Politics Threaten the Eurozone Recovery
The euro fell under pressure on Monday morning as political factors weighed on the currency. On Monday morning, the euro traded at 1.3593 as eurozone leaders began a series of meetings this week ahead of the European Union Summit on February 7-8.
Spanish Prime Minister Mariano Rajoy unsettled markets when the Spanish newspaper, El Pais, reported that Rajoy and his party were involved in an illegal payment scheme.
Alfredo Perez Rubalcaba, an opponent of Rajoy, has called for the Prime Minister's resignation. Rajoy made a public statement on Febuary 2nd, claiming the reports were false and that he has never taken part in any type of illegal payment structure.
Rajoy's harsh budget cuts and austerity measures have made him an easy target as his efforts to lower the country's deficit have resulted in unpopularity among his constituents.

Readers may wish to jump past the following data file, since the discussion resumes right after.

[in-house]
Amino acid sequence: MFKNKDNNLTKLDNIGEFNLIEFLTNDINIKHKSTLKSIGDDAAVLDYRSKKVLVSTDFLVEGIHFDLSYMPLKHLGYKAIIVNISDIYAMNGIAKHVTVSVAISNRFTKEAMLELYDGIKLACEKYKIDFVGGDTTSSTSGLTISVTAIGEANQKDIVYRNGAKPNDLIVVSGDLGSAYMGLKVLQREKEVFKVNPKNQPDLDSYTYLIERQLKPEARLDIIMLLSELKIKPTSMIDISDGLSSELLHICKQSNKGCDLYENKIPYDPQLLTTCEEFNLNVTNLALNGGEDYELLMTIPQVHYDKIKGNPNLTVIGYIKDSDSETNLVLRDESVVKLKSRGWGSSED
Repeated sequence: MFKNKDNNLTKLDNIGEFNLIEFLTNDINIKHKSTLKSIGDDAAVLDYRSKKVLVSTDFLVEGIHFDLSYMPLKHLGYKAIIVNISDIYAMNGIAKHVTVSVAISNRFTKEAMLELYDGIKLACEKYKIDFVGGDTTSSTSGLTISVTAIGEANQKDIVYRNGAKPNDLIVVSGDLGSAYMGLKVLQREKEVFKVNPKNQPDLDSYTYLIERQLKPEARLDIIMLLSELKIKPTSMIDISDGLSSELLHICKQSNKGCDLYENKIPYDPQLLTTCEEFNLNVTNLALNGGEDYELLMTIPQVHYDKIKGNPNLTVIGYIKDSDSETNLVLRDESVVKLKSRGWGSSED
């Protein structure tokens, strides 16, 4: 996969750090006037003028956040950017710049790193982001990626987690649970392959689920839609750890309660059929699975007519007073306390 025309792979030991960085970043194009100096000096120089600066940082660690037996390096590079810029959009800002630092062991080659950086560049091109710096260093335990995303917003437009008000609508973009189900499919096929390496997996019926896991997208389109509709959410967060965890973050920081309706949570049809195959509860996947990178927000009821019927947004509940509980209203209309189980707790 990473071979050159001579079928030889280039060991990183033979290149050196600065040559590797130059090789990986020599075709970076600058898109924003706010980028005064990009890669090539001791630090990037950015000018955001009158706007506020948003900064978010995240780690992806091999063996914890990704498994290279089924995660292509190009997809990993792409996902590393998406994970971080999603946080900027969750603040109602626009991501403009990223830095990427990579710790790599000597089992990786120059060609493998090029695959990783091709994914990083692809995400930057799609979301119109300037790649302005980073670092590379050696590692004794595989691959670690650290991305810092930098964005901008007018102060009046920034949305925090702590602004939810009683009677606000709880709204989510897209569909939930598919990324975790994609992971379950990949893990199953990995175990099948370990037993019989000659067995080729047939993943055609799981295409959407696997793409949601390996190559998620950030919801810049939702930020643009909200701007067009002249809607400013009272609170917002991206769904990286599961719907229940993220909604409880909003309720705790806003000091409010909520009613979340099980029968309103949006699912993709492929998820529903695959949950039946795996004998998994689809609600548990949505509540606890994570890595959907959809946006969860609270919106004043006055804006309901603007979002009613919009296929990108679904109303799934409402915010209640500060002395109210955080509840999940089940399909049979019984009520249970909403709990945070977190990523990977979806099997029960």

Politics are also creating uncertainty in Italy, where a poll for the upcoming elections showed former Prime Minister Silvio Berlusconi narrowed the gap between himself and front runner Pier Luigi Bersani.
Berlusconi, who resigned in 2011 and has a myriad of scandelous lawsuits and accusations following him, has promised to refund Mario Monti's unpopular primary residence tax if he wins the election on February 24-25.
With the EU summit on the horizon, many investors will be watching for details of Cyprus' bailout, which could require up to 9.2 billion euros. According to Bloomberg, the island nation's debt is unsustainable and many are expecting eurozone leaders to consider debt write offs, an issue that previously created a divide between northern and southern European countries.
Although the Cypriot bailout is relatively small compared to that of countries like Ireland, some analysts worry that it could stir the pot and stoke fears of a euro breakdown.
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